The Immigrant Investor programme was previously an option for foreign investors, however this programme has been discontinued as of 15th February 2023.
As mentioned previously, double taxation treaties are in place for over seventy countries. So, if a business owner is not resident in Ireland, tax credits may be available for non-refundable tax paid in the other country.
Tips for setting up a company in Ireland
Whatever stage of development you are at in setting up a business in Ireland, there is a wealth of knowledge which can assist you in progressing your startup. If you are in the initial stages of planning or developing a startup; engaging with resources like Irish Tech News and Techstars will provide an insight into the experience of others, platform events to network and make connections, along with providing up-to-date startup news.
Engagement with other founders and entrepreneurs may be beneficial for information sharing, mindset and network development. Meetups like Entrepreneurs Anonymous Dublin and various regional events, along with other industry-specific events are advertised on Meetup and Eventbrite. Opportunities for training, skill development and idea development are available through resources like the Founder Institute, Republic of Work’s NDRC programme and Teamwork Catalyst.
The Ireland Startup Ecosystem Canvas is a helpful resource for developing ideas, launching and scaling startups; providing a helpful founder-led and evidence-based framework for aspiring entrepreneurs. It lists resources relevant to developing company infrastructure, legal and accountancy firms, workspaces and incubators. Local Enterprise Offices (LEO) provide a ‘Start Your Own Business Programme’, which is designed to guide participants through basic business principles and organisational planning. It aims to support entrepreneurs in evaluating the viability of their business idea and making an informed decision about proceeding with it.
The Department of Enterprise, Trade and Employment provides an online self-assessment tool which identifies areas for improvement, designed to enhance skill development for SME leaders. It has also published a helpful map of support environments for entrepreneurs, listing both State and non-State supports. Practical support is also available from your local enterprise office.
If you are considering setting up a business in Ireland, a range of funding and grant options are available. In seeking out finance options for startups, individuals should be aware of certain reliefs available to individuals making qualifying investments in companies, provided specific conditions are met. Incentives provided by Revenue include:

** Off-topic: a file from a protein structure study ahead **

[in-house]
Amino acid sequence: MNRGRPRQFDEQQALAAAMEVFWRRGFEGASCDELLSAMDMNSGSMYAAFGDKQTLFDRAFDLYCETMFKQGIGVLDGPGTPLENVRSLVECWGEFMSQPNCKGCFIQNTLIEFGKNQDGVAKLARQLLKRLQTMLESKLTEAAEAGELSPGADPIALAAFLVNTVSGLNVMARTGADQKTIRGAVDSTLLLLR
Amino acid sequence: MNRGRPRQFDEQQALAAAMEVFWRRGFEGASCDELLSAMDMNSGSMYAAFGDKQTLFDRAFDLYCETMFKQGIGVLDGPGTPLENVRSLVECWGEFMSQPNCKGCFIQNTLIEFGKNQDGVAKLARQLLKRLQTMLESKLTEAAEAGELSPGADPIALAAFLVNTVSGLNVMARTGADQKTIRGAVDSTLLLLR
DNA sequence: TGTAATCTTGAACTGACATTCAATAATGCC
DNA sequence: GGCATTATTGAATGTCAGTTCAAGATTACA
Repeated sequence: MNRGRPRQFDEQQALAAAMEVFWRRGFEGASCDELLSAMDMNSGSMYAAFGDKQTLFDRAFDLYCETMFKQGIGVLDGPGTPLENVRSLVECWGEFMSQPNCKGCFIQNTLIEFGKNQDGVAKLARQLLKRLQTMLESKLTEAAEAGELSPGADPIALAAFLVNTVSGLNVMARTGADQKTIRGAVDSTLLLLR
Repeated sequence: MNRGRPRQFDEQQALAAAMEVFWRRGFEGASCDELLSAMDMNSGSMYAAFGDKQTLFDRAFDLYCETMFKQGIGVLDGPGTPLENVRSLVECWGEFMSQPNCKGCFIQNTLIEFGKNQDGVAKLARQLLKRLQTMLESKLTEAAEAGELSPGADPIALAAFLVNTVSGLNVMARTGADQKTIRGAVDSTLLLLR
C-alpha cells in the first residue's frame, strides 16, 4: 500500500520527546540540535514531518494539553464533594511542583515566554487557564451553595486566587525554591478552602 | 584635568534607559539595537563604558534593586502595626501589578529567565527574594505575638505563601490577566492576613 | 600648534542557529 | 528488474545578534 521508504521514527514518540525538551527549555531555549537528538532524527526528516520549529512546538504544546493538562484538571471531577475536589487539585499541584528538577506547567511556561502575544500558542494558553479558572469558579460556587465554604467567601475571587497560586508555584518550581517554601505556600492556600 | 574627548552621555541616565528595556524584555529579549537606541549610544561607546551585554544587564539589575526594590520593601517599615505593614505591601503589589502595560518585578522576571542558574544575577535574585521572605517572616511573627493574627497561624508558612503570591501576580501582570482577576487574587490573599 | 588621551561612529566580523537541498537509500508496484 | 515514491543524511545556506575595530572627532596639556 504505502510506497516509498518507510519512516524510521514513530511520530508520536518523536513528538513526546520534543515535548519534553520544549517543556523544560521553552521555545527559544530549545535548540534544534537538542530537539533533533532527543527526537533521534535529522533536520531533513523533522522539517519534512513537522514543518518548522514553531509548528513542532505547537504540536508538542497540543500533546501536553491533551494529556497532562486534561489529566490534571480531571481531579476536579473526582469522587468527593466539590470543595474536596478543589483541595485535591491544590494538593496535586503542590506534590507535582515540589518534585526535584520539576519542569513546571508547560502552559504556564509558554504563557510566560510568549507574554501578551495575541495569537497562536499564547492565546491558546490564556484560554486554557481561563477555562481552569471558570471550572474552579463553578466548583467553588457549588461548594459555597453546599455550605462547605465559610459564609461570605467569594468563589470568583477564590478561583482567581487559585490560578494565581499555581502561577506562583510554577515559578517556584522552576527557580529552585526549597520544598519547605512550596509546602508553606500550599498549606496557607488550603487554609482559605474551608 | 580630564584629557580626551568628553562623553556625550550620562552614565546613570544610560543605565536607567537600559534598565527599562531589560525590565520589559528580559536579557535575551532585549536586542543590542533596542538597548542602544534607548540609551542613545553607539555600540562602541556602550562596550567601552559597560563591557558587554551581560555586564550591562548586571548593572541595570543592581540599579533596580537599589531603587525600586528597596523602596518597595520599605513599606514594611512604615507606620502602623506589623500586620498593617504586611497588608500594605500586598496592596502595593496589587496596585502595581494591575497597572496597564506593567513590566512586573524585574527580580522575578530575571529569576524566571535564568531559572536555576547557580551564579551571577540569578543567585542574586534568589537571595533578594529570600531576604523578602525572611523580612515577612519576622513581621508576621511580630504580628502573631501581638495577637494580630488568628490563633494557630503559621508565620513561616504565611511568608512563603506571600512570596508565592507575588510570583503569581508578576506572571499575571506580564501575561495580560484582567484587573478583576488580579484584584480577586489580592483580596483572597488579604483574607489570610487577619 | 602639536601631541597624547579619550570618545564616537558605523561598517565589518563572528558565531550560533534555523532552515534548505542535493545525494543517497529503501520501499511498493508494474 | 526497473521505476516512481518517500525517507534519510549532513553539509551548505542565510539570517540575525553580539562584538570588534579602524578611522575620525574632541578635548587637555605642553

- Employment Investment Incentive (EII); this is a relief designed to promote equity-based finance from third parties.
- Start-up Capital Incentive (SCI); which is aimed at encouraging investment from family members in the initial stages of establishing a startup.
- Start-up Relief for Entrepreneurs (SURE); facilitates an Income Tax refund to assist individuals in establishing their own startups.
Further information on these incentives is available on the Revenue website.
Local Enterprise Offices (LEO) provide several grants aimed at researching the demand and sustainability of the product or service, supporting business start-ups and expansion, reinforcing online trading and targeting export markets. There is financial support available for establishing a business online, accelerating growth and implementing measures to increase the energy efficiency of the business. State funding is available for employers designed to assist with the hiring and retention of employees. More information can be found here.
Microfinance Ireland offers business loans up to €25,000 if the business is an Irish-based company with less than ten full-time employees, is unable to secure finance from commercial lenders and has an annual turnover of less than €2 million.
Investor networking may also add value for entrepreneurs seeking finance options. Halo Business Angel network, Angel Investment Network and Irish Venture Capital & Private Equity Association are some examples of opportunities to connect with equity to bolster startups. Information on seed-stage investors and venture capitalists is available here.
This article has outlined the broad process of setting up a business in Ireland, having regard to the distinct Limited Company and Sole Trader frameworks. It has reflected on the social, commercial and economic conditions present in Ireland, concluding that these are favourable to startups and place entrepreneurs in a strong position. It has outlined the broad set-up costs and tax liabilities relevant to Limited Companies and Sole Traders, providing a brief comparison of the pros and cons. It has also highlighted the potential for setting up an Irish business from abroad, discussing how this might take place and the reliefs available. It has concluded with recommendations for planning and financing startups in Ireland. An aspect we did touch on and it might not necessarily be in the early days of a startup but after a year or so a business coach could be worth the investment.
Need to know more?
Many individuals become entrepreneurs in the search to pave their own career path. Whether you decide to set up a business as a Sole Trader or through establishing a Limited Company, the career planning journey can be daunting. H-Training provides Career Strategy and Career Coaching (Cork & Dublin offices) to individuals seeking clarity and development in their careers.
Our experience of coaching and strategic development with founders and CEOs has resulted in responsibility for several million-euro verticals within these businesses. H-Training also offers Interview Coaching for candidates looking to make a distinct impression on interview panels, as well as Emotional Intelligence Assessment and Interview Board Training for individuals seeking to improve their management or hiring processes. If you would like to learn more, please contact us to discuss your needs.